It’s not just your leaders. I try to support companies that make an effort, but sometimes the whole system works against you. I’d love an electric car, but they’re so expensive they’re completely out of our reach. Maybe an electric bicycle? It’s not as if we don’t have the sunshine to make charging them easy as…

  23. kymlucas says:

    Wish we could say the same. I’m in the market for a new (to me) car. Since I only drive manual transmission and want a smaller vehicle, that narrows the field considerably. And now I’ve read that several car manufacturers have filed support for our #socalledpresident and his fight against California’s emission standards, which are stricter than federal ones (which he loosened). At a time when it is clear and obvious that we are reaping the results of our air pollution, they did this. So. Now my options have grown fewer because I can’t, in good conscience drive a car (even used) that was manufactured by a company that supports such an act. It’s OK though. The other options are fine. I just find it hard to believe they are loosening standards when we really need to be making changes in the opposite direction.

    • katechiconi says:

      The Power of the Crony Club… Would women do this in the same position, do you think?

      • kymlucas says:

        I think we would make different mistakes. But it would be good to have a chance to try. After all, men – especially white men – have had it their way for a long time. As our Supreme Court Justice Ruth Bader Ginsberg said when asked when there will be enough women seated on the Supreme Court: “When there are nine.” (There are nine seats total.)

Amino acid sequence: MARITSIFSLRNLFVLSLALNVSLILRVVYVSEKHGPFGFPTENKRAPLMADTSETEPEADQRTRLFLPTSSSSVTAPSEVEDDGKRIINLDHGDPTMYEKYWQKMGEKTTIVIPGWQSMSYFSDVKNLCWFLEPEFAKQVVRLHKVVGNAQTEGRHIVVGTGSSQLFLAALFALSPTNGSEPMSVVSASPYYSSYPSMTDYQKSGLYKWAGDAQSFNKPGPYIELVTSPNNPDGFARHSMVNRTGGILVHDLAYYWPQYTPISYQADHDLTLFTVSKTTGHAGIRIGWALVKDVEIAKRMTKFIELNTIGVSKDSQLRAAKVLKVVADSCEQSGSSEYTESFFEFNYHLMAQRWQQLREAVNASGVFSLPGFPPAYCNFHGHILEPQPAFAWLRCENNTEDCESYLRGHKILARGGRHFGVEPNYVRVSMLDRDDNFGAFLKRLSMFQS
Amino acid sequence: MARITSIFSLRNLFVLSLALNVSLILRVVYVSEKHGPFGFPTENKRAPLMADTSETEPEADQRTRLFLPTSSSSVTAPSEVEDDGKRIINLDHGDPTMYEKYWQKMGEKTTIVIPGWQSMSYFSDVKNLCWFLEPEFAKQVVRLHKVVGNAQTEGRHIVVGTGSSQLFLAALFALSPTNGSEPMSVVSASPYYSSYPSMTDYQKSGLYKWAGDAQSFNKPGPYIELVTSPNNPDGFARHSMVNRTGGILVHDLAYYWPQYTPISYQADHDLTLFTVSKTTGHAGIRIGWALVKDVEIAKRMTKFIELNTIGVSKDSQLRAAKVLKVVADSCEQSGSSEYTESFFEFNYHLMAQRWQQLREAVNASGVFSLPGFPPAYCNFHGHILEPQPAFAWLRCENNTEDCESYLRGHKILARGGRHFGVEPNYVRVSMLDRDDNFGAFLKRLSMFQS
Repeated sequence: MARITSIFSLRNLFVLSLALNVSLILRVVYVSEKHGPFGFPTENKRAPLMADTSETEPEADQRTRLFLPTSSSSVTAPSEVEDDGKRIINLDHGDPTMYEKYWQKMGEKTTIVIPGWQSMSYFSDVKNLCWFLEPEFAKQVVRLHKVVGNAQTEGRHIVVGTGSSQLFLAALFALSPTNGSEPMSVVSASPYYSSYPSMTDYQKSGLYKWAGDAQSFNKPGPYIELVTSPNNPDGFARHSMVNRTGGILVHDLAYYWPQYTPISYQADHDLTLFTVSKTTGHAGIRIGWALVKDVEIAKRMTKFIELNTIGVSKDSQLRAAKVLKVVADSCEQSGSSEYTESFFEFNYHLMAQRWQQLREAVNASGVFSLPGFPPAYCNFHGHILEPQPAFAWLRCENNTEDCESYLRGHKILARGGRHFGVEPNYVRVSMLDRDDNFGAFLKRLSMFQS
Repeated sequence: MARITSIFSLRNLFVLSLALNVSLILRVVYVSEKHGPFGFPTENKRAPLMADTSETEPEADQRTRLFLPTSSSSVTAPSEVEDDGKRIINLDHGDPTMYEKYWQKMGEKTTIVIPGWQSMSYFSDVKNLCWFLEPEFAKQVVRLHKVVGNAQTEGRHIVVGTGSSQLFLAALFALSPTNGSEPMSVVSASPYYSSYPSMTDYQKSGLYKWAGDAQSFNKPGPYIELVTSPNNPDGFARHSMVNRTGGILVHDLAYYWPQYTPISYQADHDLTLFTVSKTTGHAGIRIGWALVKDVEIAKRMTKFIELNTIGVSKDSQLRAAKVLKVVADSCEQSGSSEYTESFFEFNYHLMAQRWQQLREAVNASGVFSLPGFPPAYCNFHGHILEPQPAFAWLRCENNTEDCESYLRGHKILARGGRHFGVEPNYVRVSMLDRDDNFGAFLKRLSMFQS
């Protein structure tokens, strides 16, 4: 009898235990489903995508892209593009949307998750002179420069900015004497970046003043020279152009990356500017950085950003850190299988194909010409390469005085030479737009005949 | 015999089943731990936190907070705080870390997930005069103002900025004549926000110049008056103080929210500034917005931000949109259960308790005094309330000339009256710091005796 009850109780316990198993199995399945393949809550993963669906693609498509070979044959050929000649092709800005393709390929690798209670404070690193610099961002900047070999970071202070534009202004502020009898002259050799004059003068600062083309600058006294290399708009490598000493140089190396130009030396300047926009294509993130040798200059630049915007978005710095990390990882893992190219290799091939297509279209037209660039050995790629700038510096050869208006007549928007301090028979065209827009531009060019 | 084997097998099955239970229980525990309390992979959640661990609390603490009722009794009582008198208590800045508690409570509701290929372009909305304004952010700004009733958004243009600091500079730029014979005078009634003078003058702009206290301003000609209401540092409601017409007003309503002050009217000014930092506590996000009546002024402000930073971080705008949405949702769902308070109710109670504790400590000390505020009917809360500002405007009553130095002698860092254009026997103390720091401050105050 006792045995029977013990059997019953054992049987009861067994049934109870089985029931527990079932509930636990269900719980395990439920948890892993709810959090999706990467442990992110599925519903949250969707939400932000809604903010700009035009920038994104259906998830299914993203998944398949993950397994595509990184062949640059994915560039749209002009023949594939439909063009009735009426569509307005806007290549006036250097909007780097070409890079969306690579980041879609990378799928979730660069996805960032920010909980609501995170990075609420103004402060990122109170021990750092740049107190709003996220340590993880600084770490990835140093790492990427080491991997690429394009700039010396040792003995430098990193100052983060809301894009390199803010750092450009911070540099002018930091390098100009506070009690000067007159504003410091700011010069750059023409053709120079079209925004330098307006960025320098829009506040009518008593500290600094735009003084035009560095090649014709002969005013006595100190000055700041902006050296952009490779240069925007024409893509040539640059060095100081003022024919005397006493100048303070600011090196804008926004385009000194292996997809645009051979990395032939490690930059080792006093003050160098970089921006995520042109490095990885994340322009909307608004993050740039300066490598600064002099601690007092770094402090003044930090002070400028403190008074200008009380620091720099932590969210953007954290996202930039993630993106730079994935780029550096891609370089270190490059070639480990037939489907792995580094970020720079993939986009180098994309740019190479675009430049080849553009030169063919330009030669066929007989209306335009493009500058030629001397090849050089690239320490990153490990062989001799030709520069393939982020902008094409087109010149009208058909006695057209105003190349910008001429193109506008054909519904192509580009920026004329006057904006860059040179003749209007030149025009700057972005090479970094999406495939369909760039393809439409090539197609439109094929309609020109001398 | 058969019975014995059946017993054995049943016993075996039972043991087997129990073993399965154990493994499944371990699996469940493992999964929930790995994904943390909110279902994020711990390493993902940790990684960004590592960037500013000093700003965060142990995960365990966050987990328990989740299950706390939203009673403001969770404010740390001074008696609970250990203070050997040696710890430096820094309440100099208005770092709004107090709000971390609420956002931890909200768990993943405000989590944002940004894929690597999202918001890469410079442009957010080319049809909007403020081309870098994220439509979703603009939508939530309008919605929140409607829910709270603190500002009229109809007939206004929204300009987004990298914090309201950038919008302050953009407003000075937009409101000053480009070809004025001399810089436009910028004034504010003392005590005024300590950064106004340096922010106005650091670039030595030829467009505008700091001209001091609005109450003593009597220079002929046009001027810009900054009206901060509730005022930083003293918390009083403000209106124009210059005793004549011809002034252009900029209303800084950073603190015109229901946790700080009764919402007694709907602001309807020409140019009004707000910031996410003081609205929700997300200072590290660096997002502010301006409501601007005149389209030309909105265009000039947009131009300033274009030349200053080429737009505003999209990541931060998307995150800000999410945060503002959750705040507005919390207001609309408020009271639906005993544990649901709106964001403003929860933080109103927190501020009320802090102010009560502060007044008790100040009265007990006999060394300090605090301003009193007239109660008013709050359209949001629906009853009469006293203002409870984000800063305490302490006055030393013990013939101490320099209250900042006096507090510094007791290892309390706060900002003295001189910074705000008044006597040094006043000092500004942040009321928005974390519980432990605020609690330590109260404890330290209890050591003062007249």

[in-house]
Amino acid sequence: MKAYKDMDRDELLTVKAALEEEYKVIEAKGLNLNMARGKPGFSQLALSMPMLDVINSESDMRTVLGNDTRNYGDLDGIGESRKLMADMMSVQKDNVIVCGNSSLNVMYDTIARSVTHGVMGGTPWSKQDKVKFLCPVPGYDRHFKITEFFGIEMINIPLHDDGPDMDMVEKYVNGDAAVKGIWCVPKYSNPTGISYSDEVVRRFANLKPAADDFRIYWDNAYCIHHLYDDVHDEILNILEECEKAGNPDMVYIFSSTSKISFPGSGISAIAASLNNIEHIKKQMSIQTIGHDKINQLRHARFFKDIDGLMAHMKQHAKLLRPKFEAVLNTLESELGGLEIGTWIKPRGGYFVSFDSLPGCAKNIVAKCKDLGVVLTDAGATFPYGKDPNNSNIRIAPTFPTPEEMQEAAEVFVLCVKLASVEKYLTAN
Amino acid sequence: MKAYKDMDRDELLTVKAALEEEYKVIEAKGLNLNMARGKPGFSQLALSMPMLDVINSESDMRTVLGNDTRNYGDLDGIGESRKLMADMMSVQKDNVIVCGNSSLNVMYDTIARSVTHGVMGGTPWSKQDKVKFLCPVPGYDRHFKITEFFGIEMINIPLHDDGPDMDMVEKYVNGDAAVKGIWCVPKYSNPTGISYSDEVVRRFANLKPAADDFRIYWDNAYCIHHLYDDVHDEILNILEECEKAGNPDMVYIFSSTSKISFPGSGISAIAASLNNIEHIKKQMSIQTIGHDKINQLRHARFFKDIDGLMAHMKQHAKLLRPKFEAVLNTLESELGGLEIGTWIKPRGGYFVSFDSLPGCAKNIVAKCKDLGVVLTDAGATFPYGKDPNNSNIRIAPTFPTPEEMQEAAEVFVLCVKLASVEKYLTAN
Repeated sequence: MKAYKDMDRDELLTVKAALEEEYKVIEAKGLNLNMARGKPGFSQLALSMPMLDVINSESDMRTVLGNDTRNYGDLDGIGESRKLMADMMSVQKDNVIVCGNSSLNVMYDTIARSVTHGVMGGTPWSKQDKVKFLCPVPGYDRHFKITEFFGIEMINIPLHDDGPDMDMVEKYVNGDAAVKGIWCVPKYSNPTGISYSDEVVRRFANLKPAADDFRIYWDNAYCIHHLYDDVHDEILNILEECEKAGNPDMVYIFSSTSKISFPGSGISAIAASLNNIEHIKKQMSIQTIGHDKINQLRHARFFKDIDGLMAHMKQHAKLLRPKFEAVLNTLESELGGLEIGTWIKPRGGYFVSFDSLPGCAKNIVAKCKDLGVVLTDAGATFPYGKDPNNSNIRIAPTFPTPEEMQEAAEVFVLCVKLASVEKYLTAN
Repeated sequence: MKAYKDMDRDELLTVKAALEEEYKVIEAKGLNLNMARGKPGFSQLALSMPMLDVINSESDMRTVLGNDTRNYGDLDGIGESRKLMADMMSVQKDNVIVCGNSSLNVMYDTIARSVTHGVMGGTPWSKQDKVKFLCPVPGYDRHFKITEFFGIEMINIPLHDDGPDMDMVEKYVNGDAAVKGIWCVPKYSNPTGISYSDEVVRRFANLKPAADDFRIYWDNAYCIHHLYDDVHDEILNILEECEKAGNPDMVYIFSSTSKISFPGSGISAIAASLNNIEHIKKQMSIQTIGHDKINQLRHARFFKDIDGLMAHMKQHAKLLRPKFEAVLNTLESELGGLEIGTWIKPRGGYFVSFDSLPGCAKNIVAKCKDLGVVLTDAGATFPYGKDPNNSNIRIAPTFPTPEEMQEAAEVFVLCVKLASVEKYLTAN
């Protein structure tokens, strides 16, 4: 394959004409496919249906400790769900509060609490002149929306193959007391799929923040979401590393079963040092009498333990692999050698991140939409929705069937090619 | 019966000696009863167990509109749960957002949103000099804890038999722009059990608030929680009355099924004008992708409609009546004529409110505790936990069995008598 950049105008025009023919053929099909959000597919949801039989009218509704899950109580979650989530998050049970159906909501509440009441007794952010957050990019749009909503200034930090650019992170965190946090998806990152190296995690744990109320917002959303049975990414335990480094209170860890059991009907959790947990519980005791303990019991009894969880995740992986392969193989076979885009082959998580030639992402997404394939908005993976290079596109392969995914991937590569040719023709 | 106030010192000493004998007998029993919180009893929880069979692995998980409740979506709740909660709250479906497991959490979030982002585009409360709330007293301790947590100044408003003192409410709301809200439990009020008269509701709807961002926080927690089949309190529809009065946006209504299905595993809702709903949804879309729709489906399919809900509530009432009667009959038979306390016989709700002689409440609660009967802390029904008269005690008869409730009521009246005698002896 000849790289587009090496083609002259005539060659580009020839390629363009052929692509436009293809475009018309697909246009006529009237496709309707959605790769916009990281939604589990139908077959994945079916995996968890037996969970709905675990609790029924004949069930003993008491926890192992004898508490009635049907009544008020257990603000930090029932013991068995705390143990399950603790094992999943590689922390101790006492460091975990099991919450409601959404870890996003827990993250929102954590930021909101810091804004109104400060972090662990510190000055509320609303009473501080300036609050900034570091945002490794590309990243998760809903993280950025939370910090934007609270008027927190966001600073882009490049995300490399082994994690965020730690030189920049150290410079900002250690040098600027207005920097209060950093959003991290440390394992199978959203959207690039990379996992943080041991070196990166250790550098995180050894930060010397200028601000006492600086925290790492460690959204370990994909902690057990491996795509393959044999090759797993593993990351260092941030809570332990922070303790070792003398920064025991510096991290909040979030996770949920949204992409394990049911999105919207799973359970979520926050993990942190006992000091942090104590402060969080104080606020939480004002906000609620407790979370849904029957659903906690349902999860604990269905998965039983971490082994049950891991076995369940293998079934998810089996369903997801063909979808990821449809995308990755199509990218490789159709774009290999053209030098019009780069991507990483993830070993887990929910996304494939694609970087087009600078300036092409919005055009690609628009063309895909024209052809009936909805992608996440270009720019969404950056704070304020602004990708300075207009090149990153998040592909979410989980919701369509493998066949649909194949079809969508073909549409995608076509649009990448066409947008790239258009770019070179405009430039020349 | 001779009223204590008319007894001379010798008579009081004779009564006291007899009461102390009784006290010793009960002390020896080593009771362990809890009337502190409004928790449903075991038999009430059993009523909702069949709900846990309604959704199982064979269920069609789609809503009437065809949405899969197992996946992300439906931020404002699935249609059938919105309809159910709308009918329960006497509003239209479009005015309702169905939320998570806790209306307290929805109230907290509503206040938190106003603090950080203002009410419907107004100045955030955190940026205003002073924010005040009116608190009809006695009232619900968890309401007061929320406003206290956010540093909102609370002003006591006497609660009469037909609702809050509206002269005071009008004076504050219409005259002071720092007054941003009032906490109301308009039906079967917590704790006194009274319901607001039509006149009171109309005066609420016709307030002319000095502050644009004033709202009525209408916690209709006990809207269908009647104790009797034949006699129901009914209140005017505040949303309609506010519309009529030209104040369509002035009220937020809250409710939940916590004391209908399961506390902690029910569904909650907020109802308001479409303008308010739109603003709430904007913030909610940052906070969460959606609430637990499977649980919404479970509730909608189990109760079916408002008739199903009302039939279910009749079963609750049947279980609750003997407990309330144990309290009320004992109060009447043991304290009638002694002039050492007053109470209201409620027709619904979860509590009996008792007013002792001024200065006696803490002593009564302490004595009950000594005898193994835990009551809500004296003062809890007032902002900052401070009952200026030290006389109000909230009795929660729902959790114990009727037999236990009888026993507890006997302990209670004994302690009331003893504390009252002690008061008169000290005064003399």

Don’t get me wrong. There are many good men of all colors, just as there are good and bad women of every color. But having men in charge for so long means, by default, the laws and everything else is tailored to their experiences and lives, which can be very different from the other 50% of earth’s inhabitants. Reading a great book on the subject right now – Invisible Women.
        https://www.goodreads.com/book/show/41104077-invisible-women?ac=1&from_search=true&qid=m1qYjtSDZC&rank=4

      • katechiconi says:

        Thank you for the suggestion, I’ve requested that my local library purchases the book. It sounds like the sort of information guaranteed to get me fired up; you’ve probably seen previous posts from me on gender bias in healthcare for women…

  24. The firies, volunteers, community organisations… neighbours, friends, local businesses… have been marvellous. We feel supported, and it gives us confidence that we’ll get through this. The RFS commuincation, social media presence, Fires Near Me app, community meeting with locals has been wonderful, and of course the incredibly hardworking fire fighters at the incredibly dangerous front line.

  25. Emma says:

    It has been so stressful watching the fires go on and on. I hope that all your friends and family are safe and everyone has been in my thoughts and prayers ❤️

  26. I’m so sorry Kate. We too had weeks of horrible wildfires up and down the state, fueled by dry brush, heavy winds, low humidity and of course climate change. Last year’s Paradise fire took 85 lives. It’s unimaginable the devastation of entire communities. Like you, I applaud the first responders, folks that literally put their lives on the line to defend homes, land, animals, and families in harm’s way. My heart goes out to you.

  27. rutigt says:

    We have been following the fires on the news and we are praying for you over there!

  28. kymlucas says:

    Kate, is there anywhere in particular I could donate toward those who are suffering?